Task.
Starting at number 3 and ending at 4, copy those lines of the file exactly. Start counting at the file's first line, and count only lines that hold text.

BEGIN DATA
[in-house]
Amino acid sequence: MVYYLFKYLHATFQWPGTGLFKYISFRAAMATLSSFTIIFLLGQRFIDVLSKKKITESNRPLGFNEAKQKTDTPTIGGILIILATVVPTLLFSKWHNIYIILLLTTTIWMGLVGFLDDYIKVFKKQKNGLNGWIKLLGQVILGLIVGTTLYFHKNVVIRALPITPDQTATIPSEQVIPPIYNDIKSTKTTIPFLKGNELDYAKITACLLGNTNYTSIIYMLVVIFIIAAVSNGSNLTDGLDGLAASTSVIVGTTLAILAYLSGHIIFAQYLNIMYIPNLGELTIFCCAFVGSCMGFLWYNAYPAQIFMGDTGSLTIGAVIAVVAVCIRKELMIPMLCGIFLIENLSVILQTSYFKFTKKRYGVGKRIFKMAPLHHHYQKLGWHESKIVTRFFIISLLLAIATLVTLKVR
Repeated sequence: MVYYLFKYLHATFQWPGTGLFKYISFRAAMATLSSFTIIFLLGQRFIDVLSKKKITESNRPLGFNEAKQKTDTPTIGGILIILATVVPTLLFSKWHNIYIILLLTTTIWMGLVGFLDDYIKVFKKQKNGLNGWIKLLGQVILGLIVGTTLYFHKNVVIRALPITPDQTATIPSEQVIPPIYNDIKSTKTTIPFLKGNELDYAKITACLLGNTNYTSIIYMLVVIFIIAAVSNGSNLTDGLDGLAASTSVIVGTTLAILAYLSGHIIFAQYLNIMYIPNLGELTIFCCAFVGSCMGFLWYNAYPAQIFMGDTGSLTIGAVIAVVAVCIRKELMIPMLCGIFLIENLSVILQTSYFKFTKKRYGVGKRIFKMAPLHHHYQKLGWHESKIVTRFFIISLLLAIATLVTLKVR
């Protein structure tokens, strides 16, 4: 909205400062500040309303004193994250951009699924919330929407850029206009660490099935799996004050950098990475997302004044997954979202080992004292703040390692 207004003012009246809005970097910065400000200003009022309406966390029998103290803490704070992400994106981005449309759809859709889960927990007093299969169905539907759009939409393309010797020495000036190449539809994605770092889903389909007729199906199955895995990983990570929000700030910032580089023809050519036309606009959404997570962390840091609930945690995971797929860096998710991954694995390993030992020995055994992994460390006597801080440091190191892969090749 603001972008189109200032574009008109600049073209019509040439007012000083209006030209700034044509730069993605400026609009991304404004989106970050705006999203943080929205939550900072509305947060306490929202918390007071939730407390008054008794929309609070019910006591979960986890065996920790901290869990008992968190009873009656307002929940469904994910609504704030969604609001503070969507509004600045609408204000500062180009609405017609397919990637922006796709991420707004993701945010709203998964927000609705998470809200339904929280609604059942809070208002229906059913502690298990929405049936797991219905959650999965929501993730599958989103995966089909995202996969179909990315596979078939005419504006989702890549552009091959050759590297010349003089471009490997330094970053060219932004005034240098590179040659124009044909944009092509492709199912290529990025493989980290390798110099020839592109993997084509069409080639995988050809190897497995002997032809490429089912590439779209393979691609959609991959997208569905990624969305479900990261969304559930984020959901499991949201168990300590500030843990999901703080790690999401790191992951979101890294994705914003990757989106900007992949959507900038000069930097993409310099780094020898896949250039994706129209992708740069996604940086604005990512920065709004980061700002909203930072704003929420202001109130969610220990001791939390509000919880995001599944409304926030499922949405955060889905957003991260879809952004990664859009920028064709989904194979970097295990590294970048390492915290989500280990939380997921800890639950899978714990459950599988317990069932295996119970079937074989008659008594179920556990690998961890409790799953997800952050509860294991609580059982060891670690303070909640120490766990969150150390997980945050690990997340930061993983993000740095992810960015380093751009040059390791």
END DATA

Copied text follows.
Repeated sequence: MVYYLFKYLHATFQWPGTGLFKYISFRAAMATLSSFTIIFLLGQRFIDVLSKKKITESNRPLGFNEAKQKTDTPTIGGILIILATVVPTLLFSKWHNIYIILLLTTTIWMGLVGFLDDYIKVFKKQKNGLNGWIKLLGQVILGLIVGTTLYFHKNVVIRALPITPDQTATIPSEQVIPPIYNDIKSTKTTIPFLKGNELDYAKITACLLGNTNYTSIIYMLVVIFIIAAVSNGSNLTDGLDGLAASTSVIVGTTLAILAYLSGHIIFAQYLNIMYIPNLGELTIFCCAFVGSCMGFLWYNAYPAQIFMGDTGSLTIGAVIAVVAVCIRKELMIPMLCGIFLIENLSVILQTSYFKFTKKRYGVGKRIFKMAPLHHHYQKLGWHESKIVTRFFIISLLLAIATLVTLKVR
């Protein structure tokens, strides 16, 4: 909205400062500040309303004193994250951009699924919330929407850029206009660490099935799996004050950098990475997302004044997954979202080992004292703040390692 207004003012009246809005970097910065400000200003009022309406966390029998103290803490704070992400994106981005449309759809859709889960927990007093299969169905539907759009939409393309010797020495000036190449539809994605770092889903389909007729199906199955895995990983990570929000700030910032580089023809050519036309606009959404997570962390840091609930945690995971797929860096998710991954694995390993030992020995055994992994460390006597801080440091190191892969090749 603001972008189109200032574009008109600049073209019509040439007012000083209006030209700034044509730069993605400026609009991304404004989106970050705006999203943080929205939550900072509305947060306490929202918390007071939730407390008054008794929309609070019910006591979960986890065996920790901290869990008992968190009873009656307002929940469904994910609504704030969604609001503070969507509004600045609408204000500062180009609405017609397919990637922006796709991420707004993701945010709203998964927000609705998470809200339904929280609604059942809070208002229906059913502690298990929405049936797991219905959650999965929501993730599958989103995966089909995202996969179909990315596979078939005419504006989702890549552009091959050759590297010349003089471009490997330094970053060219932004005034240098590179040659124009044909944009092509492709199912290529990025493989980290390798110099020839592109993997084509069409080639995988050809190897497995002997032809490429089912590439779209393979691609959609991959997208569905990624969305479900990261969304559930984020959901499991949201168990300590500030843990999901703080790690999401790191992951979101890294994705914003990757989106900007992949959507900038000069930097993409310099780094020898896949250039994706129209992708740069996604940086604005990512920065709004980061700002909203930072704003929420202001109130969610220990001791939390509000919880995001599944409304926030499922949405955060889905957003991260879809952004990664859009920028064709989904194979970097295990590294970048390492915290989500280990939380997921800890639950899978714990459950599988317990069932295996119970079937074989008659008594179920556990690998961890409790799953997800952050509860294991609580059982060891670690303070909640120490766990969150150390997980945050690990997340930061993983993000740095992810960015380093751009040059390791």